The bastard that is The Pivot

Red Wing Pavel Datsyuk impersonates me attempting The Pivot.

Man, it was all going so well, until The Pivot.

In fact, I wish this blog was audio so I could drop my voice a notch and say those words in a menacing, ominous tone. Do it for me: “The Pivot”.

That bastard.

I want this blog to tell it like it is, no prisoners, so I’ll confess to having a hard week, in my life and in my head and heart. I wonโ€™t go into details but Iโ€™ve had happier weeks. I did have a fun night seeing a band and True Grit (pretty good but not in my Coen Bros top 5), and had a weekend of respite and walking dogs and hanging out in country air. A missing Castlemaine chook miraculously turned up alive and my work is good so, you know, it’s not all bad…

But, on Tuesday evening, I was ready for some ice time. Will and I checked into the Icehouse and I found myself thinking about how battered I felt, and how unsure of myself I had been feeling on my skates – see last week’s blog about how I was sick of being crap.

And then it happened. I stepped onto the ice and somehow just felt right. The exact opposite of last week. The general rink wasn’t very crowded, so we had room to move, and suddenly I was flying. Stepping confidently, going faster than I ever had, with some kind of surety, and snow-ploughing for brakes, as required.

I even got so cocky I started trying swizzles (a bizarre edge-control and balancing manouevre, where you V your feet, push out with your legs then bring them back in, like the ice equivalent of breaststroke.) I can’t do it and fell over a couple of times but then started to actually occasionally land one. I rule the world.

Youth being youth, as I concentrated on this technical stuff, Will just tried to go as fast as he could, terrorising the beginners.

We went home and tuned into a recorded hi-def game from that day, where the Detroit Red Wings hung on to beat the New York Rangers at the Joe (Joe Louis Arena, Detroit’s home rink … Hockeytown!); Pavel Datsyuk back at last from a broken hand (his goal here; so much more fun with Russian commentary), and a 3-2 scoreline our way. Scrappy but sweet.

So skating life was rosy again, until Wednesday’s lesson.

Even that initially went well – after sympathizing with the guy who’d crashed last time, and ended up needing three stitches in his chin; our class’s first genuine hockey injury. I was skating okay, balanced, occasionally swizzling, falling gently when we tried backward swizzles. I was confused too because everybody else seemed fine with them, even those I would regard as slightly behind me on skates. Turns out a lot of our class come from an inline skating background and the movements are the same for backward skating and pivots.

Yes, which brings us to The Pivot.

In hockey, The Pivot is a crucial move. It is how you switch in one move from skating forward to backward, without losing momentum. In other words, you’re charging in one direction, chasing the puck and then play heads the other way and you’re immediately in defensive mode. Which means you need to skate backwards, and hopefully quickly.

In the NHL, is is something I have found astonishing. I recently watched one of the Red Wings’ lesser lights, Ruslan Salei, find himself one-out against an opposition breakaway. There’s an opponent with the puck, at full pace, charging down the ice, and Salei all alone, apart from Jimmy Howard in goal. Salei skated backwards as fast as the other guy was skating forward, calmly, effortlessly, stick balanced. At the crucial moment, the opponent tries to change direction, take the puck off to the left, and Salei neatly taps it with his stick, totally pickpockets him, and the moment is over. He’s now skating forward again, with the puck. A commentator on Tuesday, in the Rangers game, called a similar defensive steal “a nice magic wand defence.”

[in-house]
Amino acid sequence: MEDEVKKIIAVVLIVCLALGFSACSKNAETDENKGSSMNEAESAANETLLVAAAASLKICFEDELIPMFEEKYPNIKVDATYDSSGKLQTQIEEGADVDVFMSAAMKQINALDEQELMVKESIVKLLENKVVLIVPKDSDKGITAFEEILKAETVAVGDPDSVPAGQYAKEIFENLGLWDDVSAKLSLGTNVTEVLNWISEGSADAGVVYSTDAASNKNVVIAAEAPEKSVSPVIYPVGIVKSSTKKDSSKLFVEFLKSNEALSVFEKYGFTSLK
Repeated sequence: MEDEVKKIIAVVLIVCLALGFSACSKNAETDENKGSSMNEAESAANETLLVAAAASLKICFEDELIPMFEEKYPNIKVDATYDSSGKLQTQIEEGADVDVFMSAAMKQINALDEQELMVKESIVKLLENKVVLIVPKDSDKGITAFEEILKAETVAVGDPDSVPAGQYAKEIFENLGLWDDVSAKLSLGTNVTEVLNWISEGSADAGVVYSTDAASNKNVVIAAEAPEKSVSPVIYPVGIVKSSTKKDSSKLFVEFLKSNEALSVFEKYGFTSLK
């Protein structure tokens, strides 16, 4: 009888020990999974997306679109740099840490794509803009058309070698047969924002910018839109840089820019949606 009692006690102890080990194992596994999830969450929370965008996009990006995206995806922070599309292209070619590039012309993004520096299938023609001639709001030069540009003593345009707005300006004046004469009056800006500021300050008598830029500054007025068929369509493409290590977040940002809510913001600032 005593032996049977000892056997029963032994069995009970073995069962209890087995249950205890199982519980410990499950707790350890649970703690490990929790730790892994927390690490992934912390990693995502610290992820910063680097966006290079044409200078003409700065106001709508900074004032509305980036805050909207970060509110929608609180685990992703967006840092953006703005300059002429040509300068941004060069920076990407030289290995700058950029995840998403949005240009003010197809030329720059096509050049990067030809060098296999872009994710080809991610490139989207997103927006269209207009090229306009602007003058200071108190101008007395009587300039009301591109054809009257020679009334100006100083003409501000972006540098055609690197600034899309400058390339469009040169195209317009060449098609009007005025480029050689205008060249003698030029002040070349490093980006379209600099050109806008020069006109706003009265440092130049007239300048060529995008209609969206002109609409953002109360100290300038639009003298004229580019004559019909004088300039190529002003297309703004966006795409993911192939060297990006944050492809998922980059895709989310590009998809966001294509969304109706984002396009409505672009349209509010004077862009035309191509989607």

When you see it, it’s fantastic.

I’m no Salei.

And so Lliam, our instructor, effortlessly showed us pivots, and then everybody started going forward to back, back to forward, with maybe the occasional wobble, and I ate so much ice, trying and failing, that I thought I might crack the surface. Landed hard, and often, but had a crack, dammnit. All you can do.

One issue we’re going to have is that there’s no way to practice stuff like pivots in full protective hockey gear outside of class. I badly need to spend time on this, and padded so it doesn’t matter when I crash.

But the only options are to skate in general sessions, where they frown on us wearing our full kit, or at stick-and-puck hockey sessions, where pucks a flying and much better players are practicing. I’m not sure you can suit up and then crash, crash, crash in the middle of an actual hockey session. I might write to the Icehouse about it.

The session finished with a relay, individually pushing a hockey goal down the ice. I went okay, had fun. Good session. And then caught up with friends at RocketClock, the storytelling slam I went in last time. A couple of magic crowd mates had a crack; one – Australia’s Honest Conman, Nicholas J Johnson – even won.

Life is never boring.

Comments

  1. outsideinsights says:

    Inline skate on non-ice days. It’s not the same but similar. Less friction for sure and concrete/roads suck when you crash on them (i have the scars to prove that!) but even if you practice, like real slow on grass until you’re comfortable with the move… then move onto surfaces with less friction for greater speed.

    I hated when learning to skate that all the ice-skaters just did all the pivots easily. I never truly mastered them, I always lost momentum and had to race to catch up.

    For us late starters in balance sports it’s, it’s just a matter of practice & padding.

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